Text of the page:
They blended so well with the environment I noticed them only when they scurried from one point to the next where they would freeze, motionless, till they carried on again. Their parents shrieked warnings continually all the while, or perhaps they were attempting to distract me, despite my assurances that I meant no harm and the respectful distance I maintained.

While I expected that my art might be changed in some fundamental way when I returned to the studio, so far I am finding comfort in simply scaling down. It feels OK just to focus on subjects I love in a medium in which I'm fluent. The time for experimentation may come, but not just yet... not till I regain my equilibrium and learn to breathe again.

And now, back to the tiny drawing board.

Tuesday 9 June 2015

Finding Solace


One of my greatest sources of solace these days is time I spend at my little yellow Gulf Island cottage. I find comfort in the simplicity of life on this small island in the Salish Sea, in a ramshackle-but-cozy abode set among tall trees, just a short stroll from a quiet beach.

All around me at this time of year there are song birds. From my porch I regularly see and/or hear creepers, nuthatches, towhees, various sparrows, chickadees, wrens, robins, warblers, flashy pileated woodpeckers and their less dashing cousins the downies, hairies, flickers and sapsuckers. I am often entertained by songs I'm unable to identify.

This evening when we wandered down to the beach, Lily and I watched a flotilla of adult Canada geese with a crèche of goslings of various ages making their way along the shoreline.

Eagles, ravens and gulls abound, as did migrants like mergansers, loons and scoters earlier in the spring. However the transients, like these surf scoters (below) that I observed from the ferry last month, have by now moved on.

On the private island across the straight the exotic cry of peacocks – yes peacocks – echoes across the water, giving the evening an enchanted air.

I awoke the other morning to an owl calling softly outside my window. On another dawn a rustling sound on the roof caused me to look up and there was a raccoon hanging over the eaves peering upside-down into the window above my bed!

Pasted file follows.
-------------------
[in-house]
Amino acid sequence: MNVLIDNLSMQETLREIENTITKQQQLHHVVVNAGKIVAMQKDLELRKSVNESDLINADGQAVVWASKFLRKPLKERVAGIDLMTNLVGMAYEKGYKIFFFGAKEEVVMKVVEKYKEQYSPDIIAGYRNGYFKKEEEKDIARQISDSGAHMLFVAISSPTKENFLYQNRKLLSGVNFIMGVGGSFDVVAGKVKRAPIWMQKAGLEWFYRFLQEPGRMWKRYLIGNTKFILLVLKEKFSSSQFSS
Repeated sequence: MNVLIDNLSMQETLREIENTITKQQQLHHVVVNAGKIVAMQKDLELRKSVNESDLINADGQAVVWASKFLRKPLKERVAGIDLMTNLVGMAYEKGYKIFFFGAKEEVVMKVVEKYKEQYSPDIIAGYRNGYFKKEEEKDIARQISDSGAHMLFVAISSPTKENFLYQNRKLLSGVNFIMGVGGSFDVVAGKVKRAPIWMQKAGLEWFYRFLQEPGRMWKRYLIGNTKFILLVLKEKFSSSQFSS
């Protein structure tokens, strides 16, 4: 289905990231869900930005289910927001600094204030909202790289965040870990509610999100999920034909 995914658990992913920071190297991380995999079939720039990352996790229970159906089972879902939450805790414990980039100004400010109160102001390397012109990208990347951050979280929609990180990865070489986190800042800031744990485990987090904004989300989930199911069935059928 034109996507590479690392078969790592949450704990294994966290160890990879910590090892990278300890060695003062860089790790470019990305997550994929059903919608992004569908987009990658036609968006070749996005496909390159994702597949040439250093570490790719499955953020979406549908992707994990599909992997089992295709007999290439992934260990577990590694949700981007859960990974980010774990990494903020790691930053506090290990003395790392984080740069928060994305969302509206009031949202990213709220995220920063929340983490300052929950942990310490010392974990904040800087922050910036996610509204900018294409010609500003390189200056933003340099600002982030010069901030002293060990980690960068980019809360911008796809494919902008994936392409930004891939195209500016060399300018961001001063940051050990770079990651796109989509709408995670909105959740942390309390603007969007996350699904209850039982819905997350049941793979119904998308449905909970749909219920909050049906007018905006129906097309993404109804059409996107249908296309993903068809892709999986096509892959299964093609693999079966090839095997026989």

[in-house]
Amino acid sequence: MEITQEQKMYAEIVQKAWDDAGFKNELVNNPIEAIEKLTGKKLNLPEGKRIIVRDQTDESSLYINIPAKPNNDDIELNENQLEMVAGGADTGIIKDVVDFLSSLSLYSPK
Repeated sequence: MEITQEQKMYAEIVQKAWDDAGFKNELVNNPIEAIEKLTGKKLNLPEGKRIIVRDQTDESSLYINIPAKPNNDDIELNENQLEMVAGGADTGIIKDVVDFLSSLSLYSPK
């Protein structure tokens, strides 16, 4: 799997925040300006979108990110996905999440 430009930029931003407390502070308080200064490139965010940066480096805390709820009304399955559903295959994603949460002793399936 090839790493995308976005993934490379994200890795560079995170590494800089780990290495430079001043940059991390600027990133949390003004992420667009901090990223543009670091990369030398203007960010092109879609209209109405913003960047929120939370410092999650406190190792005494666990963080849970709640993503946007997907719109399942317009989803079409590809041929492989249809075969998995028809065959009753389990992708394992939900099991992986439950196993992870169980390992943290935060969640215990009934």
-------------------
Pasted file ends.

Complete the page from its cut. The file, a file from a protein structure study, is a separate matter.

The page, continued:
One day turned out to be all about amphibians. Out for a walk, Lily and I found an captivating spot: a secluded little pond. 

Frogs abounded, leaping into the water as we approached. This one seemed to know we meant no harm and was kind enough to hold his pose among the moss at the base of a tree:

I noticed a ripple on the water's surface and looked a little closer, only to realize the source was several salamanders, lazing about together in a comradely fashion.

Back at the cottage some time later that day, dear little Pacific tree frog hopped just a few feet from my doorstep and alighted on a rotted stump where he/she waited patiently while I fetched my camera.

But the highlight of the day was this:

Islanders tend to take the abundant population of deer for granted, mainly viewing them as pests that require high fences to protect vulnerable plants, and methods to control the burgeoning deer population are often controversial topics of discussion. However, I don’t think I will ever feel anything less than profoundly grateful for being granted a moment like this. 
The doe hid her tiny fawn among the trees by my driveway and later returned (Lily was confined to the house for the duration). Unfortunately my camera battery failed and my spare was in the car when she called her baby from its hiding place and nursed it for a time before disappearing into the undergrowth. Perhaps that was something I was simply meant to observe and not record.
It was a sweet and special moment, offering me a glimpse of the continuity of life, of renewal and rebirth at a time when my mind all too often dwells in the past.